Meanwhile, following its IPO last December, San Mateo, California-based SolarCity continues to shine. In May, the company’s stock price jumped yet again when founder Elon Musk announced that he had obtained financing from the New York City-based investment banking and securities firm Goldman Sachs for US$500 million (€387 million) in rooftop solar systems that the company will deploy this year. The deal, which represents the largest single such U.S. financing agreement, will enable SolarCity to build about 110 MW of solar power systems at nearly no up-front cost to homeowners and businesses, the company announced. The agreement was initiated in 2012 and expanded per its initial terms at the end of April.
Farther East, China continued to support its tier 1 companies. On April 26, Yingli Green Energy announced that the company had signed two loan agreements with China Development Bank (CDB) with an aggregate of US$165 million (€126 million). Under the terms of the agreements, CDB provided Yingli Energy (China) Co., Ltd. with a one-year loan of US$110 million (€84 million) and a three-year loan of US$55 million (€42 million) to complement its working capital needs and support the procurement of raw material.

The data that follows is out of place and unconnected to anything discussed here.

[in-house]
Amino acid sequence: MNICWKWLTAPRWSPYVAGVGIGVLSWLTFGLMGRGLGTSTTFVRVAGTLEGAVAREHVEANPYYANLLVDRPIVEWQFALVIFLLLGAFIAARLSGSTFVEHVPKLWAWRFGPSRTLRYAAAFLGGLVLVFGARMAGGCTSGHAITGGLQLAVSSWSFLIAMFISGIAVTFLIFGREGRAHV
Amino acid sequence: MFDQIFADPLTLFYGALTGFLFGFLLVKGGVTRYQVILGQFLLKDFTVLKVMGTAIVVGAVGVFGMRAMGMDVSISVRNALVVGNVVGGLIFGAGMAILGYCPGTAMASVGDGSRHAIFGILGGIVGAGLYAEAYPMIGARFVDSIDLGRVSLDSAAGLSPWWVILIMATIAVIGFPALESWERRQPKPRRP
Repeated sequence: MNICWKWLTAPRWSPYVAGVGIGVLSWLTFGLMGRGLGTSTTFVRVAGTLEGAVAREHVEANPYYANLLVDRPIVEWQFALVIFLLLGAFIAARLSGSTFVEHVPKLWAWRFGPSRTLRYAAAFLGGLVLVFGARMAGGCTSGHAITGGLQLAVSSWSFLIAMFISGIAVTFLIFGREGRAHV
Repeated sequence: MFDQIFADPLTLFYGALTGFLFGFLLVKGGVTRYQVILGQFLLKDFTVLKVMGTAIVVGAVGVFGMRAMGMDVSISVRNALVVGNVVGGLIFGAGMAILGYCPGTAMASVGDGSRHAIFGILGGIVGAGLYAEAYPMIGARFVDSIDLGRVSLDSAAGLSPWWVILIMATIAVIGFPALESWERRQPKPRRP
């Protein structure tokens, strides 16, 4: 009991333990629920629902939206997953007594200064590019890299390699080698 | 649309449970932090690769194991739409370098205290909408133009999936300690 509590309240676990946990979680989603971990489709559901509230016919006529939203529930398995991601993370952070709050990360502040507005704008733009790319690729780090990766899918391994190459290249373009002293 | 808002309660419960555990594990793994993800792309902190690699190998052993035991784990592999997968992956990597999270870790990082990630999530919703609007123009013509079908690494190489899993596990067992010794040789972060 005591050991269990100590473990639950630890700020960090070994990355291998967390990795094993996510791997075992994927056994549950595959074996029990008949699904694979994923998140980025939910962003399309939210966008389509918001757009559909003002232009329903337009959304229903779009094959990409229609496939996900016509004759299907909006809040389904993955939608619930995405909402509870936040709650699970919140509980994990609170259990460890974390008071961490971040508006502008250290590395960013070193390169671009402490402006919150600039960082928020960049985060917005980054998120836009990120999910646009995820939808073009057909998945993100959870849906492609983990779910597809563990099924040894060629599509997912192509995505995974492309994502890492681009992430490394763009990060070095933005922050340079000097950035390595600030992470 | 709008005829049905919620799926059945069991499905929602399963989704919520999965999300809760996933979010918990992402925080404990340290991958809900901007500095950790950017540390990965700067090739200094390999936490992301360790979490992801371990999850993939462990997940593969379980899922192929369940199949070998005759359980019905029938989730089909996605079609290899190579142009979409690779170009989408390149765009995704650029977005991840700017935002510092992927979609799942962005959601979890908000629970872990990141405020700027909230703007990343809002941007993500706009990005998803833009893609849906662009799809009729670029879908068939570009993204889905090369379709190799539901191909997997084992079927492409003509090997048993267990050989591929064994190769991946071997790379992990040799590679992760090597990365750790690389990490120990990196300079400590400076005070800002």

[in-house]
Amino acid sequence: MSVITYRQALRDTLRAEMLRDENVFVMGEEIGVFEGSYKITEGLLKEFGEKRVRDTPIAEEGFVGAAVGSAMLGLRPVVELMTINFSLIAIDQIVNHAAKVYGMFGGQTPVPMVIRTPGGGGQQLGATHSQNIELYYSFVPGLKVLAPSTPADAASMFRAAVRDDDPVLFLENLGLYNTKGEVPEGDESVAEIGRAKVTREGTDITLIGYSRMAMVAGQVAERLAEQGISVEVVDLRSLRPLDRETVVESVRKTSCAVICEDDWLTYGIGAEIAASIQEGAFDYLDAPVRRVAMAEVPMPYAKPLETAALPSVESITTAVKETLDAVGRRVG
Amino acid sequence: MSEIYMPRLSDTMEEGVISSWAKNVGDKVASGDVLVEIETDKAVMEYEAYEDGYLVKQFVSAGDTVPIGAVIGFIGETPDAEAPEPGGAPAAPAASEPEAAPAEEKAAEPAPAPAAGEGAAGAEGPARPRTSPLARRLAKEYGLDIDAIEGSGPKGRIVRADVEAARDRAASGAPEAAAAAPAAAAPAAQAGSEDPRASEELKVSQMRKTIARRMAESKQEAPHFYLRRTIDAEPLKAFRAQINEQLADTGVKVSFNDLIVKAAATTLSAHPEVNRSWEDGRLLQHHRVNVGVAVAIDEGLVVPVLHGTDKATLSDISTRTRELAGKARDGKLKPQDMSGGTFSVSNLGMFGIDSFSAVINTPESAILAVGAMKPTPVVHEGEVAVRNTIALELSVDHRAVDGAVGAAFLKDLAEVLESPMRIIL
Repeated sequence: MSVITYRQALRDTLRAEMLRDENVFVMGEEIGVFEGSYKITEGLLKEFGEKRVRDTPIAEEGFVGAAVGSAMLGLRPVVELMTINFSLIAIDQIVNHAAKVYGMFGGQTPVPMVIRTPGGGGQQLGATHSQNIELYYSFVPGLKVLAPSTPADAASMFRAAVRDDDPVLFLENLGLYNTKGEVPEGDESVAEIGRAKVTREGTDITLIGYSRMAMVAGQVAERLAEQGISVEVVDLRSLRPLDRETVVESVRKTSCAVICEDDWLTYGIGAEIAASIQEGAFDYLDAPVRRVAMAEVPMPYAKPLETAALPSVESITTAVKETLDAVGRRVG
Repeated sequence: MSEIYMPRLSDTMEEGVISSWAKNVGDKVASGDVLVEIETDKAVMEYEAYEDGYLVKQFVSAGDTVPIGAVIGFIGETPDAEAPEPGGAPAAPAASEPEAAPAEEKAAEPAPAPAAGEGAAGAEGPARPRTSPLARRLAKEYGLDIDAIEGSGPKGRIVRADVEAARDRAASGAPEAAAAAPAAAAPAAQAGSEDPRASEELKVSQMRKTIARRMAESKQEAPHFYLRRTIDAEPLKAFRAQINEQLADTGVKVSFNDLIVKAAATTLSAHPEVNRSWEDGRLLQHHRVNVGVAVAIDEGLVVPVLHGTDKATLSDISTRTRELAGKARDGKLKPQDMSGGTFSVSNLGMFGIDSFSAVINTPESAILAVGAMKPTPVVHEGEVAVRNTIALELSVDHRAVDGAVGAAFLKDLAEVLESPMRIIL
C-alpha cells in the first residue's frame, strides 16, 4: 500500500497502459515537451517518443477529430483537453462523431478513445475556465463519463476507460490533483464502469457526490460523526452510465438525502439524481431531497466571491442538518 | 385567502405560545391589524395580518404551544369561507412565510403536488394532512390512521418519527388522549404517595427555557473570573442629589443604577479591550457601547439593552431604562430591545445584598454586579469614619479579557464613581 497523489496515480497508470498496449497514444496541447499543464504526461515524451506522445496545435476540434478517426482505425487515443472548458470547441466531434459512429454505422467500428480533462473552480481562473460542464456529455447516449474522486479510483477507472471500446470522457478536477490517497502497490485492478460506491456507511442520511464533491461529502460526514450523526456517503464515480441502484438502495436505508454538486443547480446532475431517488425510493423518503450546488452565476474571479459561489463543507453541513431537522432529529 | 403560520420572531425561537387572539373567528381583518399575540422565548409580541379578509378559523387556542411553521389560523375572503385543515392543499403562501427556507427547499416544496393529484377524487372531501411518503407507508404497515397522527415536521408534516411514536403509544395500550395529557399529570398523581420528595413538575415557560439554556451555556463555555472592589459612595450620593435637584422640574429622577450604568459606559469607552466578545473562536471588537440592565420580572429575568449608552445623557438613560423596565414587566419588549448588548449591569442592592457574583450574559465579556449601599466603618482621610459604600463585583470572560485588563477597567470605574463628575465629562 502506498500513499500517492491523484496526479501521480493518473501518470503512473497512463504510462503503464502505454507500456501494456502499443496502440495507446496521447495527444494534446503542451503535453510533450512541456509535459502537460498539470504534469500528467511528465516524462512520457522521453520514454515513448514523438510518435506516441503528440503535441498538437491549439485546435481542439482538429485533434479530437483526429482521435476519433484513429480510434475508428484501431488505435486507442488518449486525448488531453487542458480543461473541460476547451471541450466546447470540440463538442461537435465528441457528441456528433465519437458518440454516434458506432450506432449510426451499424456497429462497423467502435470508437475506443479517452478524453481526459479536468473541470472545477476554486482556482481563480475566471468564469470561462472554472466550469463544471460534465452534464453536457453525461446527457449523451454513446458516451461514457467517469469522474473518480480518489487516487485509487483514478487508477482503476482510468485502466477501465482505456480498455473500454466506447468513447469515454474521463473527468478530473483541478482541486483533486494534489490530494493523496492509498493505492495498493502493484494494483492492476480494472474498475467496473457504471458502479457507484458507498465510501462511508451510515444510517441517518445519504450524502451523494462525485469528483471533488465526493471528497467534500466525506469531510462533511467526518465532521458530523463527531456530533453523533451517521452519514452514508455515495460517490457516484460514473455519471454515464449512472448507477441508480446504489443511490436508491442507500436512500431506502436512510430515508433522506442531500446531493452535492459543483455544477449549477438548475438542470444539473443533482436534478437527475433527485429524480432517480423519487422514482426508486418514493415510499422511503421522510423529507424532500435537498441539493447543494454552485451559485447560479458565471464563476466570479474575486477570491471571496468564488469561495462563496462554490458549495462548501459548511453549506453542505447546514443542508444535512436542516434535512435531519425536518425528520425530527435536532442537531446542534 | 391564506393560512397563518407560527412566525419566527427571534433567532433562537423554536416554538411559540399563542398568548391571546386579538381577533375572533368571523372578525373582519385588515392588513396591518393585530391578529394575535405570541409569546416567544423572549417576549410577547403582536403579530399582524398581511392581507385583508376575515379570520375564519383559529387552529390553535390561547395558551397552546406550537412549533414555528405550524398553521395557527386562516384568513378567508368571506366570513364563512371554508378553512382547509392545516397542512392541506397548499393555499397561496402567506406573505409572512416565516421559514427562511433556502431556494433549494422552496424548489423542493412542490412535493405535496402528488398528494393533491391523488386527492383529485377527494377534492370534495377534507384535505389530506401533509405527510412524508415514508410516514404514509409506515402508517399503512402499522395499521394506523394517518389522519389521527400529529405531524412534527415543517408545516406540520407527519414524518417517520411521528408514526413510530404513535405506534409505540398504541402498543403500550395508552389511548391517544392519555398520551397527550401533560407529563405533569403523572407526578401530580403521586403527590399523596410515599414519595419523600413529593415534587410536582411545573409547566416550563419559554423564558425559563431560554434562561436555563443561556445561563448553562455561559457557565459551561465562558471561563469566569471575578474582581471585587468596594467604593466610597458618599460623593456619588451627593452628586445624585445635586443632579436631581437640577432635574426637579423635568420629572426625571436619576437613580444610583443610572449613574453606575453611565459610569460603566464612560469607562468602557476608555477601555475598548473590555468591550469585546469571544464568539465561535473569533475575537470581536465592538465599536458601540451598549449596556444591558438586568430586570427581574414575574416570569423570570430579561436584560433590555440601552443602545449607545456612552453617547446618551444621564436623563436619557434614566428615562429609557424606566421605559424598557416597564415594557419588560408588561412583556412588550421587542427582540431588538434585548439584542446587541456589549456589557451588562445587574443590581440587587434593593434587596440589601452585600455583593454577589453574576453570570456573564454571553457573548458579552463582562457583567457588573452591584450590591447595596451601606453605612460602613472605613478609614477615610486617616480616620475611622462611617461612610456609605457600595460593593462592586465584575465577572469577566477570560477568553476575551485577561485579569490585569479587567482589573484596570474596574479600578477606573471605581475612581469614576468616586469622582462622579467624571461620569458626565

According to Liansheng Miao, chairman and CEO of Yingli Green Energy. “With the new financing in place, we’re confident to continue to solidify and reinforce our leading position globally. At the same time, as our operating cash flow position is on track to gain improvement, we expect to continuously optimize our balance sheet.”